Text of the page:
Saturday, 11 January 2020

Dear Diary - Kelly McCaughrain

If you haven’t got your 2020 diary yet, or you’re already dissatisfied with yours and want a really really good one for next year, may I recommend the Redstone Diaries. I got a whole novel out of mine.


"Dinner over, we produced a bundle of pens, a copious supply of ink, and a goodly show of writing and blotting paper. For, there was something very comfortable in having plenty of stationery." 
- Great Expectations

I’ve been using these since 2003 and they’re really beautifully put together and thought out. (My photos aren't very well lit, sorry! They're even nice in real life.)


Every year has a theme – Home, Play, Language, Daring, Simplicity, Social… and every week has a related image taken from art, literature, movies, dance, history, anything cultural really. 
My diaries become microcosms of my year. I like to scribble down poems and quotes all over them, store postcards, letters, tickets, and other random things that I’d like to come across when I’m old in the pocket at the back.


I'm a big list maker

I make a note of all the writing competitions and then enter about 2 a year
Reading lists

 

These were from the month I got married. Knew I'd look back and laugh someday:

That says 'Honeymoon'

But it’s the images I really love because I sometimes use them as writing prompts. Sometimes I write little stories on the pages themselves, as pictured here. (I’m not a flash fiction writer at all and I’ve never shown these to anyone so please make allowances! It's a good way to practice them though.)



“Alarm clock stopped at the time of a German shell hitting it during the bombardment of Hartlepool, UK, 1914.”

The clock would have stopped anyway. We had only that one night, and at 9 you would have risen and gone. Quietly, so I could pretend to sleep.

It was not crushed, like the chair and table, or shattered like the mirrors. Rather, it was pierced. A piece of shrapnel ruptured its face, burrowed into its guts, and gives the impression that if it could only be removed, gently, with tweezers and a steady hand, time would be set flowing again, bright and fresh as blood from a wound.



“Cross section of 1341-year-old tree, its concentric growth rings showing moments in history, USA, date unknown.” 


Beside the cross-section of a felled 1341-year-old tree, marked with the dates of the burning of the Alexandrian library, the second crusade and the discovery of America, you stand, stiff in buttoned suit and tie, looking old fashioned.



"Page from a calendar of lunar and solar eclipses compiled by the German mathematician and astronomer Johannes Muller (1436-1476) also known as Regiomontanus."


He is younger than people think; only 40, but time becomes confused around him. He is staring at the moon again. His face at the window glows with the light of eternity and of fleeting midnights lost, elsewhere in the city, to things as brief as sleep and love and dreaming. I watch him bend his head over his books to make his observations, his descending face slowly eclipsed by the shadow of our room.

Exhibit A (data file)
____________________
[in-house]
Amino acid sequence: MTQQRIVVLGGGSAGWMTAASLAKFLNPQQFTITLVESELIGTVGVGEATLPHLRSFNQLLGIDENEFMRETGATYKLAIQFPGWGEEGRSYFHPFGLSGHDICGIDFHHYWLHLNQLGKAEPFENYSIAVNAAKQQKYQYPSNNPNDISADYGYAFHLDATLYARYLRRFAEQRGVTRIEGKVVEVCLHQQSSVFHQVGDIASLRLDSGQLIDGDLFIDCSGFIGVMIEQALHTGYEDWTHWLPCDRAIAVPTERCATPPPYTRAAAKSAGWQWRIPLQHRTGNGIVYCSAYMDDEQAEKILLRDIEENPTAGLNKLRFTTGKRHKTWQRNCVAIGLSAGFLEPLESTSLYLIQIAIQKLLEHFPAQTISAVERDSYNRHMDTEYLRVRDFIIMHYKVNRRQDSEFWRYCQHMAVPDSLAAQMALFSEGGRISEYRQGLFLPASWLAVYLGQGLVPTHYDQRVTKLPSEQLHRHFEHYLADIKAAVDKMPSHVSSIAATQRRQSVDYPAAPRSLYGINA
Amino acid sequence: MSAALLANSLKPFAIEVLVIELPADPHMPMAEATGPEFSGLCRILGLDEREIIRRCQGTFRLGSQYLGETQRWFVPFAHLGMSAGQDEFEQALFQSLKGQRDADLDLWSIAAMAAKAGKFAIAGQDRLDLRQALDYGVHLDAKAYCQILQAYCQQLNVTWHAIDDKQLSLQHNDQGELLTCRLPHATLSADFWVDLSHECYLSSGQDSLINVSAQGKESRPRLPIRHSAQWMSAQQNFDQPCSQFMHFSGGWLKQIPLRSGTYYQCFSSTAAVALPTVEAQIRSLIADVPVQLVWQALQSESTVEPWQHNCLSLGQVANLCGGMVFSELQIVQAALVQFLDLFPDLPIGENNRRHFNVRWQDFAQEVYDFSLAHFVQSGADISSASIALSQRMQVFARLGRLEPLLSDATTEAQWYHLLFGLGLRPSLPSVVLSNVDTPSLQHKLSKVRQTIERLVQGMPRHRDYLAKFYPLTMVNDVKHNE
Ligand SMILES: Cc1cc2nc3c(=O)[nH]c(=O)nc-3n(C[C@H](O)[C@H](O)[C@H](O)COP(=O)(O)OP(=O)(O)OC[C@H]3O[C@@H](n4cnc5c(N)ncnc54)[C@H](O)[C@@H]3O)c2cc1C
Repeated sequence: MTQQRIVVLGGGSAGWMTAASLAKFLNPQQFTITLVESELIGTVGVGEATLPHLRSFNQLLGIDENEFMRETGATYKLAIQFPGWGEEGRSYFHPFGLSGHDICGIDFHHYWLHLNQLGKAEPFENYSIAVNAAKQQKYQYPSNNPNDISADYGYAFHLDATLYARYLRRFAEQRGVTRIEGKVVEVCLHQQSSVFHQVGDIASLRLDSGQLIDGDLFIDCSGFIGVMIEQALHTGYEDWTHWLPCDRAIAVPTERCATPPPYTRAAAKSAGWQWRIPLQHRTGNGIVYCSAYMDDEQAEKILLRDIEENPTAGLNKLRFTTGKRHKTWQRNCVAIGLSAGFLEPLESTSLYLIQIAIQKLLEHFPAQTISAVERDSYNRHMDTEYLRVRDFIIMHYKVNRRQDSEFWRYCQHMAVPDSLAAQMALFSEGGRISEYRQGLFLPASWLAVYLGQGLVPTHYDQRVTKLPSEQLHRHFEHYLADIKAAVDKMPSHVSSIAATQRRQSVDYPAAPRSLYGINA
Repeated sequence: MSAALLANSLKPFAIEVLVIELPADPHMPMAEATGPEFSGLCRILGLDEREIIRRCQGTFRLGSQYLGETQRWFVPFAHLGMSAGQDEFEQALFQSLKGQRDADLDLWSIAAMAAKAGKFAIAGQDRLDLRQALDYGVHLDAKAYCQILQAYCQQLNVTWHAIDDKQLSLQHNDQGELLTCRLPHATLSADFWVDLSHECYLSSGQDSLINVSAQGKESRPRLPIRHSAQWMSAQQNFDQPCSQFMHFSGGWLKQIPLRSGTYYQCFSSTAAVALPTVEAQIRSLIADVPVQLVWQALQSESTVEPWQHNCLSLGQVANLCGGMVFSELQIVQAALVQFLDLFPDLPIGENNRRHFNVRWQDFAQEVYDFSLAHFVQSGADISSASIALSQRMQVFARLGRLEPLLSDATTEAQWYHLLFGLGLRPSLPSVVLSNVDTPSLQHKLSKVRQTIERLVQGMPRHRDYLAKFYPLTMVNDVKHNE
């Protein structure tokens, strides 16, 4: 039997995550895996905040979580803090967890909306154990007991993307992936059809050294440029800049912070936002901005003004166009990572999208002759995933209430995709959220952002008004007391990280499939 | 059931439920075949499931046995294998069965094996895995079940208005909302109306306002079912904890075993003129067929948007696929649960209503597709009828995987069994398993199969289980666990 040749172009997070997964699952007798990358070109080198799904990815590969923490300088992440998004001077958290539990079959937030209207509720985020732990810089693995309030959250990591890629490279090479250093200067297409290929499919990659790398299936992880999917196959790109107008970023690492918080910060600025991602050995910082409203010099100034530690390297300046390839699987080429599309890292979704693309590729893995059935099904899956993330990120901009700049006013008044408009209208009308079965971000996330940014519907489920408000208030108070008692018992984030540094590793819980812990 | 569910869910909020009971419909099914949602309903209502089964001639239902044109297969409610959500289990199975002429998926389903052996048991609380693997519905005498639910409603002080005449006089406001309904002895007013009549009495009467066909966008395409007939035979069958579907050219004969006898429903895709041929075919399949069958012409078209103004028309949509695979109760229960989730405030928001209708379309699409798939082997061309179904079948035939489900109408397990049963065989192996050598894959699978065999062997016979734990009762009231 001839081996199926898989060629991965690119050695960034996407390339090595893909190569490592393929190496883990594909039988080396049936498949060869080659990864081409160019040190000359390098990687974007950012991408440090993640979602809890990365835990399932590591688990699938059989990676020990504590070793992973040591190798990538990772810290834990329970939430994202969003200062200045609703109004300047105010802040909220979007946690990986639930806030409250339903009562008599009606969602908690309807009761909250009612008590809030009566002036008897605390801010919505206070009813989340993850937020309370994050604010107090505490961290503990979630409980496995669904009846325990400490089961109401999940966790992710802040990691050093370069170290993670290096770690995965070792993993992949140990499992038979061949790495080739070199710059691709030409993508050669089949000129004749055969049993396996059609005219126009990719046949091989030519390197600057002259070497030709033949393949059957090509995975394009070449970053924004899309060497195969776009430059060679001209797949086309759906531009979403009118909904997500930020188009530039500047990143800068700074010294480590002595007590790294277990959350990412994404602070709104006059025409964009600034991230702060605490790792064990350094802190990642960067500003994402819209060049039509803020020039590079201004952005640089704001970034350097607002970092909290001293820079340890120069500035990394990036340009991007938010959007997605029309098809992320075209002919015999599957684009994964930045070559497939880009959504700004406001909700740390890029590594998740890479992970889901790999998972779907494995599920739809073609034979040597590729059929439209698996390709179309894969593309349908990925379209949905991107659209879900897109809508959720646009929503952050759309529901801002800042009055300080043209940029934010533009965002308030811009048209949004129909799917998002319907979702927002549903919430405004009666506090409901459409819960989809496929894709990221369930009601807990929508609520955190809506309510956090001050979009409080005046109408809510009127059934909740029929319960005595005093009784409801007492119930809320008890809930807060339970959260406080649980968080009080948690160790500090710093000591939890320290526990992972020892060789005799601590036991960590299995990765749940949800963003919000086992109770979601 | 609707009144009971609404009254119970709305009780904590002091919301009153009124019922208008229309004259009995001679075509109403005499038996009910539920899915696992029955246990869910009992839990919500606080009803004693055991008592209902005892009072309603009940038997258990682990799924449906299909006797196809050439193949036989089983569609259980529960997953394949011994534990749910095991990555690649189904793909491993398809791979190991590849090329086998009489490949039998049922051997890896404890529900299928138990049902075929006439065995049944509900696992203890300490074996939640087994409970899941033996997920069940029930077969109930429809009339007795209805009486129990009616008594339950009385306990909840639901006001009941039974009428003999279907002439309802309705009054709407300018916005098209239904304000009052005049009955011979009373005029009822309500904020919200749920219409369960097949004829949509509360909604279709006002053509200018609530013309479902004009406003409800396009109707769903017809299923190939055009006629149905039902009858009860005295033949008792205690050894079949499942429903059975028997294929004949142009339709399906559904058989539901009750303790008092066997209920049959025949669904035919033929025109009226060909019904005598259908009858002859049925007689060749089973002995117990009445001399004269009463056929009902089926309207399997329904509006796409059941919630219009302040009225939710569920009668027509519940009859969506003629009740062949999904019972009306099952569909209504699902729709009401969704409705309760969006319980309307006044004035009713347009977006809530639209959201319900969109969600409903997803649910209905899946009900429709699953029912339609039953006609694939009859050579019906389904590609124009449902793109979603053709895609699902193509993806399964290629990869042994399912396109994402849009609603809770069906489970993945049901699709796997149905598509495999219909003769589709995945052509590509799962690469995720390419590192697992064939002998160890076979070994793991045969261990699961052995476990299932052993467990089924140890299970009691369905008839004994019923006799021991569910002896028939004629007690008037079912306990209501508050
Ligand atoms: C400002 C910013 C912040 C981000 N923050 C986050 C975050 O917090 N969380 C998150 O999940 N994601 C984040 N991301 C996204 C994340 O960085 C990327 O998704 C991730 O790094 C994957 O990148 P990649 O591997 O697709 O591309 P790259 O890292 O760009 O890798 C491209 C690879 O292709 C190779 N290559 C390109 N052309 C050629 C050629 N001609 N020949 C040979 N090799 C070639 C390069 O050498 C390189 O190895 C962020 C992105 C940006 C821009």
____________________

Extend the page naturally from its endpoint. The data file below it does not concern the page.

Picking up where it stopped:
In my 2003 diary I saw this picture. 


"Elsie Davis on a 50ft high wire without a net. UK 1938. Photographer unknown"

I was sitting in work, but instead of working I grabbed a scrap of paper and starting writing a little story about this high wire walker. And then I got completely obsessed with this high wire walker and her circus family. I put it away eventually but kept coming back to it over the years and changing everything, and by 2018 Elsie Davis had become Alouette Franconi, matriarch of the Flying Franconi Circus family and my book, Flying Tips for Flightless Birds, was finally finished. 

I always tell kids this story when I go out to visit schools, to make the point that ideas can come from anywhere at all. 

I always assumed Redstone Press was a big publishing house with many interns and a team of designers. But then I was given an office in the Seamus Heaney Centre at Queens University Belfast, right next door to the office of Ian Sansom, who, I noticed, had written the introductions for several of the Redstones. I mentioned this to him and he told me that actually Redstone is basically one guy, Julian Rothenstein, who’s been pretty much running things himself for all these years, with some help from Ian now that he’s getting on a bit. I told Ian about the picture and my book and he said he’d love to tell Julian, that it would make his day.

It made my day too. I wrote Julian a letter and sent him a copy of my book and it was wonderful to be able to thank a real human being for the enormous gift that that picture was for me. It’s really no exaggeration to say that it changed my life.

So I'm hoping the Redstone Diaries keep going for many years to come because I've never seen one I like better. This year’s Redstone Diary theme is ‘Europe’. I hope both are in my future. 






Kelly McCaughrain is the author of the Children's Books Ireland Book of the Year,

She is the Children's Writing Fellow for Northern Ireland #CWFNI

She also blogs at The Blank Page

@KMcCaughrain






7 comments:

Pippa Goodhart said...

Wonderful, Kelly! Thank you so much for sharing those inspiring diaries.

WeeWideWorld said...

Thanks Pippa! I just love them!

Penny Dolan said...

your diaries look so interesting and imaginative. Inspired use of the Redstone diary format.

WeeWideWorld said...

Thanks Penny! It's as good a way to procrastinate as any, I suppose.

Alex English said...

I'd never heard of the Redstone Diary before - they look fabulous. Thank you for sharing!

Sue Purkiss said...

These look lovely, but I already have two diaries for this year! Please could you remind us before Christmas next year...?

WeeWideWorld said...

Thanks Alex, I really recommend them, they're nice to keep and look back on too.

Sue, put it in your diaries!!! :D